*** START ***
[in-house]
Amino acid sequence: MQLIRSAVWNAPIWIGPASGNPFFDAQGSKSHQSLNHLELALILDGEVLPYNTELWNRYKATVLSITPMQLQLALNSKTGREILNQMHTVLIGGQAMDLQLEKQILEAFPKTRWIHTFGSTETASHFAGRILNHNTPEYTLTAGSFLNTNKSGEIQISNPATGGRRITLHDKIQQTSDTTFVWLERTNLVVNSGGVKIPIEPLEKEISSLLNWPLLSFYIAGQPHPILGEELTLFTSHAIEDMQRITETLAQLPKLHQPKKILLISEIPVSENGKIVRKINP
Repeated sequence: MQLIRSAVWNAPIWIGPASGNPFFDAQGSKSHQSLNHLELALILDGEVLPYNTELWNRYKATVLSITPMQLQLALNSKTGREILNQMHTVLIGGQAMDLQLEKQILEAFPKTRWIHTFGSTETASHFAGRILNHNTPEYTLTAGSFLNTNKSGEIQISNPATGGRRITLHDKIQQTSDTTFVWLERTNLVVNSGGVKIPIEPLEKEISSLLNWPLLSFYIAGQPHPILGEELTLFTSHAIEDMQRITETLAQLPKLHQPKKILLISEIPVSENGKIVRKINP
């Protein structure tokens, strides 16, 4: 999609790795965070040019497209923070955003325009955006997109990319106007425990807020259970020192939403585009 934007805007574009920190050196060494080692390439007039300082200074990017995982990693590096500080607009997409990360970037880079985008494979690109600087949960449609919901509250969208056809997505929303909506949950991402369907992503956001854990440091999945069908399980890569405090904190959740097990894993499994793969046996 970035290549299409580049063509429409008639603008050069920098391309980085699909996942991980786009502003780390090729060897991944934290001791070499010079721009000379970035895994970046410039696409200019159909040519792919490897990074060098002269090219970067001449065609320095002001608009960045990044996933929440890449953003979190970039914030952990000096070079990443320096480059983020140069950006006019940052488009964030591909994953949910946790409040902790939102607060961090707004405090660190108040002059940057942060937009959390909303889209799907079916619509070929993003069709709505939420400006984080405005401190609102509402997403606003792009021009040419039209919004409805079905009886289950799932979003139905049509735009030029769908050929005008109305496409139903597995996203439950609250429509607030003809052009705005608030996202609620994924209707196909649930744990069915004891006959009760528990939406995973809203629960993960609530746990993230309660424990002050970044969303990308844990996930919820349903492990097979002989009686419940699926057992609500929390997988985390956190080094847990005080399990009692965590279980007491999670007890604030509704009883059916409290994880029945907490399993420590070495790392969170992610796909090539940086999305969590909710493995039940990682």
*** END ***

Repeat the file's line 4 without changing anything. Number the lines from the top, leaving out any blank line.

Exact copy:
């Protein structure tokens, strides 16, 4: 999609790795965070040019497209923070955003325009955006997109990319106007425990807020259970020192939403585009 934007805007574009920190050196060494080692390439007039300082200074990017995982990693590096500080607009997409990360970037880079985008494979690109600087949960449609919901509250969208056809997505929303909506949950991402369907992503956001854990440091999945069908399980890569405090904190959740097990894993499994793969046996 970035290549299409580049063509429409008639603008050069920098391309980085699909996942991980786009502003780390090729060897991944934290001791070499010079721009000379970035895994970046410039696409200019159909040519792919490897990074060098002269090219970067001449065609320095002001608009960045990044996933929440890449953003979190970039914030952990000096070079990443320096480059983020140069950006006019940052488009964030591909994953949910946790409040902790939102607060961090707004405090660190108040002059940057942060937009959390909303889209799907079916619509070929993003069709709505939420400006984080405005401190609102509402997403606003792009021009040419039209919004409805079905009886289950799932979003139905049509735009030029769908050929005008109305496409139903597995996203439950609250429509607030003809052009705005608030996202609620994924209707196909649930744990069915004891006959009760528990939406995973809203629960993960609530746990993230309660424990002050970044969303990308844990996930919820349903492990097979002989009686419940699926057992609500929390997988985390956190080094847990005080399990009692965590279980007491999670007890604030509704009883059916409290994880029945907490399993420590070495790392969170992610796909090539940086999305969590909710493995039940990682």